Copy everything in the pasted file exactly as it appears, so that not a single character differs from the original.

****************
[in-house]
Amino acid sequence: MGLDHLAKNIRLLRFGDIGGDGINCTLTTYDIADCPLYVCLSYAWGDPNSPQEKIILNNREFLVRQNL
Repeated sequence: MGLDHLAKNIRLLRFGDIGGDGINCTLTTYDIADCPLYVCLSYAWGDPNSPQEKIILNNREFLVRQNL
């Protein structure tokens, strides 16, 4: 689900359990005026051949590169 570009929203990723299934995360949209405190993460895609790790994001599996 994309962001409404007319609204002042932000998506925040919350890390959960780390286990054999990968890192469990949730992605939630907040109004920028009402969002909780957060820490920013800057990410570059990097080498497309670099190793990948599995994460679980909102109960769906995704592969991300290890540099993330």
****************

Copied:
[in-house]
Amino acid sequence: MGLDHLAKNIRLLRFGDIGGDGINCTLTTYDIADCPLYVCLSYAWGDPNSPQEKIILNNREFLVRQNL
Repeated sequence: MGLDHLAKNIRLLRFGDIGGDGINCTLTTYDIADCPLYVCLSYAWGDPNSPQEKIILNNREFLVRQNL
């Protein structure tokens, strides 16, 4: 689900359990005026051949590169 570009929203990723299934995360949209405190993460895609790790994001599996 994309962001409404007319609204002042932000998506925040919350890390959960780390286990054999990968890192469990949730992605939630907040109004920028009402969002909780957060820490920013800057990410570059990097080498497309670099190793990948599995994460679980909102109960769906995704592969991300290890540099993330």